The blog Movies, Silently reprints a Photoplay essay from 1925 in which Al Christie explains his formula for reliable comedy. Christie worked largely — I want to say entirely, but I’m not sure — in short subjects; his imdb.com profile lists 762 titles he produced, 460 he directed, and 173 that he wrote, stretching from 1912 to 1947, so I suppose we just have to hope he liked making short subjects.
I admit not recognizing most of the titles (although he apparently was an uncredited producer for the 1930, non-Jack-Benny, version of Charlie’s Aunt), since they tend to sound like Old Short Subject Titles, eg, Calling All Crooners (1937) or Short Change (1924). Well, Tillie’s Punctured Romance stands out, but this is the W C Fields version from 1928. (The Charlie Chaplin version is on archive.org, but Christie didn’t have anything to do wit it as far as I know.) Unfortunately short subjects are harder to appreciate than full-length movies; even Turner Classic Movies mostly uses them to fill in schedule gaps, and rarely has the time to curate or to put into cultural context any of the ones it does have. A occasional night of Robert Benchley shorts or of George Méliès films is great, and appreciated, but it doesn’t give the audience the chance to appreciate the whole field.
In his article Christie gives six “time-tested situations” that he says are reliable comic starters, and they’re probably still a sound base for plot-driven comedy, particularly visual comedy:
- Heaving the pie.
- The lover foiled.
- The Amateur Expert.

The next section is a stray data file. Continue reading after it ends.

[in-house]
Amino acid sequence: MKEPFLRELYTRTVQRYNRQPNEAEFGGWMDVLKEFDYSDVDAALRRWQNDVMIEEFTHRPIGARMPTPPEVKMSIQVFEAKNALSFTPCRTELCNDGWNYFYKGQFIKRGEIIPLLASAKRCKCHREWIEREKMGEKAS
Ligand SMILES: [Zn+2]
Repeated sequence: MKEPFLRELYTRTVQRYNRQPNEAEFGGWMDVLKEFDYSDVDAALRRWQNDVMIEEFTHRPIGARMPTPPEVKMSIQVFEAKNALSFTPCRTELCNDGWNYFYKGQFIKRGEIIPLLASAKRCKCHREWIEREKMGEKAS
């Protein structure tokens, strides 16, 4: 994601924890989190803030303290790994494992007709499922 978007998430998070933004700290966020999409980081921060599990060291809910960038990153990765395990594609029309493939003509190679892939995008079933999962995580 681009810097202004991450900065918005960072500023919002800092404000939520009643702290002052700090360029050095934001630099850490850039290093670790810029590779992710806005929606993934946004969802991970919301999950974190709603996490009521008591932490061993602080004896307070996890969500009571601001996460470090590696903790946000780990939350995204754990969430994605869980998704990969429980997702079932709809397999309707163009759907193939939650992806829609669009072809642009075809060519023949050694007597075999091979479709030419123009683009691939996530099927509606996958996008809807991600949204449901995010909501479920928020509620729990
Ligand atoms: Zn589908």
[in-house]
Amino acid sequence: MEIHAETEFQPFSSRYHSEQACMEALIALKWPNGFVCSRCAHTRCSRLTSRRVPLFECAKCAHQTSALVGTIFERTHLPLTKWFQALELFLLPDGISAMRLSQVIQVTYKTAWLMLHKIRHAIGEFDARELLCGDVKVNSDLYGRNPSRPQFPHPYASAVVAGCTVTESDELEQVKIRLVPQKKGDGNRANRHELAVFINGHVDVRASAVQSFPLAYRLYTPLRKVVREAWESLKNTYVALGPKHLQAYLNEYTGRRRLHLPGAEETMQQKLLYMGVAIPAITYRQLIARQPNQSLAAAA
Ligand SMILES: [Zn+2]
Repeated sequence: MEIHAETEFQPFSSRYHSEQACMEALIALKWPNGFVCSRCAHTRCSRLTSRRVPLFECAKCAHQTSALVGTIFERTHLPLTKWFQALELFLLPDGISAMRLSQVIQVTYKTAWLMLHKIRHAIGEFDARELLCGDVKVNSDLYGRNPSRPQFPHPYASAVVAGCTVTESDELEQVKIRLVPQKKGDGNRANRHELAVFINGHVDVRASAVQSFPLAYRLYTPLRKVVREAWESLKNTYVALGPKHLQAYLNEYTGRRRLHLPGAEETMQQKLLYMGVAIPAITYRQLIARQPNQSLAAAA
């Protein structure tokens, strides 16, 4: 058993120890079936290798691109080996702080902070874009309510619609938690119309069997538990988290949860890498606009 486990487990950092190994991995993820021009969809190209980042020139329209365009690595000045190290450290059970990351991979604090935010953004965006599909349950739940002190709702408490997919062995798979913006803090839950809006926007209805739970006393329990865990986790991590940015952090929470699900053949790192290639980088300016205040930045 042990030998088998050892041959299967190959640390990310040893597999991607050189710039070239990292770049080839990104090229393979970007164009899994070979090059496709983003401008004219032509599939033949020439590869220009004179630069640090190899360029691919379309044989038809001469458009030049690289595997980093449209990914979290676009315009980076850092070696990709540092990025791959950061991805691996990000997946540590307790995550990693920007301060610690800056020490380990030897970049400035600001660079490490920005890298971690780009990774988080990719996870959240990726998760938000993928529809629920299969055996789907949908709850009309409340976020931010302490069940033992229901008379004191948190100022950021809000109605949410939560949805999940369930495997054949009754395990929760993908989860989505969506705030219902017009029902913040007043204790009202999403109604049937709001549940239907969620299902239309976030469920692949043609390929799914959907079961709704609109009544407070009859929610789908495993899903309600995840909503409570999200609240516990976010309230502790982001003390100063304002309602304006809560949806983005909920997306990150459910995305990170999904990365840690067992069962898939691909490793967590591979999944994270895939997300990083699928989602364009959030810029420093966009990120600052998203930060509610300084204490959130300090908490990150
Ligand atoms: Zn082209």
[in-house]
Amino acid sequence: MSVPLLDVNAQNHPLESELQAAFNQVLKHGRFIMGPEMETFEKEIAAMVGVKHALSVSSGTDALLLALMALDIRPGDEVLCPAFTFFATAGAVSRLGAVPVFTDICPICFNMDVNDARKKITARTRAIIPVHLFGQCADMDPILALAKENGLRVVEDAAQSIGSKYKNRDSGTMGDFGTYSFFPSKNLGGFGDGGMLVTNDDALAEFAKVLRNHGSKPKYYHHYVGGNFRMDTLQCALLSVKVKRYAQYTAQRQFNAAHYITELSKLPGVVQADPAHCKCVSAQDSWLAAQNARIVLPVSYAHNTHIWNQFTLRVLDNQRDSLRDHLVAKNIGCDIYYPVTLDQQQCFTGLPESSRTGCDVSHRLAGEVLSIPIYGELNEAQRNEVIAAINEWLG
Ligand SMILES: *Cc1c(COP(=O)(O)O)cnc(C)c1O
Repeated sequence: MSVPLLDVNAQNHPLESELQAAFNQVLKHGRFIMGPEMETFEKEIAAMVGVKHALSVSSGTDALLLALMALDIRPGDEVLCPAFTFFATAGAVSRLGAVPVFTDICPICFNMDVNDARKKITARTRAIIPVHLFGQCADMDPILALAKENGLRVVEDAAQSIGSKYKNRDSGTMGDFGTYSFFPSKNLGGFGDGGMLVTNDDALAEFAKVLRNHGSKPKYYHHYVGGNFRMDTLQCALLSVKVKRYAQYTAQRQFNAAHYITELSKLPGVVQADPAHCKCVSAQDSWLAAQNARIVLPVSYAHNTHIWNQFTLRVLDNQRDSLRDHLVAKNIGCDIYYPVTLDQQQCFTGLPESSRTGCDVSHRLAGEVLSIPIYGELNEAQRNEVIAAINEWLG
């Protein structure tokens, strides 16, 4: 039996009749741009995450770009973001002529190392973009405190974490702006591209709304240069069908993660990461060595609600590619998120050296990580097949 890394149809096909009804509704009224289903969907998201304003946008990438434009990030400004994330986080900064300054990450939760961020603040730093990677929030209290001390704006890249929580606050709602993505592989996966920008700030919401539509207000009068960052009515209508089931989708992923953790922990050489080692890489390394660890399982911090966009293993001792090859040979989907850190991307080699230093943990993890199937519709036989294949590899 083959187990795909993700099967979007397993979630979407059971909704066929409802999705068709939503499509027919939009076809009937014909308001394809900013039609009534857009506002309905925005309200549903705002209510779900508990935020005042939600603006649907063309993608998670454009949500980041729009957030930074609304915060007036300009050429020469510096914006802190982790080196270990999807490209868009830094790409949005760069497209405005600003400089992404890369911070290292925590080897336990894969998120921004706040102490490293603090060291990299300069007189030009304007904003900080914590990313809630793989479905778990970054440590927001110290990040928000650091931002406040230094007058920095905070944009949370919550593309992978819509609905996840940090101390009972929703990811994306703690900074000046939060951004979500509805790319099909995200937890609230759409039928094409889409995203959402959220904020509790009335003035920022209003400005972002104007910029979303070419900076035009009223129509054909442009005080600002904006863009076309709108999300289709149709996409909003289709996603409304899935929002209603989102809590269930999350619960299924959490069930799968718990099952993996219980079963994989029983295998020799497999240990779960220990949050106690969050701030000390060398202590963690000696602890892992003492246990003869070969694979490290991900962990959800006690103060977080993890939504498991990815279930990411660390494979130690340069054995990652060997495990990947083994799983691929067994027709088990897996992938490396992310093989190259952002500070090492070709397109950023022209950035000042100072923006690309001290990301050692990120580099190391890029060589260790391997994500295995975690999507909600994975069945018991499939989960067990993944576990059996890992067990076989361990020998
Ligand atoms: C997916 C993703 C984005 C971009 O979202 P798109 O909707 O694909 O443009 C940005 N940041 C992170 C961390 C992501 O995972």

- The Crowner Crowned — or The Socker Socked.
- Papa and the Baby.
- Caught in the Act.
I’d like to think that “Papa and the Baby” has worn out its freshness, although if we take this to mean “father figure acts like a dope”, well, it may still have worn out its freshness but it’s also pretty relied upon, so it’s doing business for somebody. I’ve got a fondness for the Amateur Expert motif, which is good for (one) absurdist explanations to common things and (two) getting people into situations where they’re hopelessly outclassed.
The whole article, though, I think’s worth reading, not just because of its insights into how to make a short silent comedy that people will respond to, but also because these fine points about what people laugh at are written in a slangy mid-20s movie-publicity-magazine style that’s itself charming in its antiquity (“this goes back to the French farces of Moliere, and hence does not germinate with the Genus Americanus of Ribticklus”? Really, Al, you want to commit that to print?).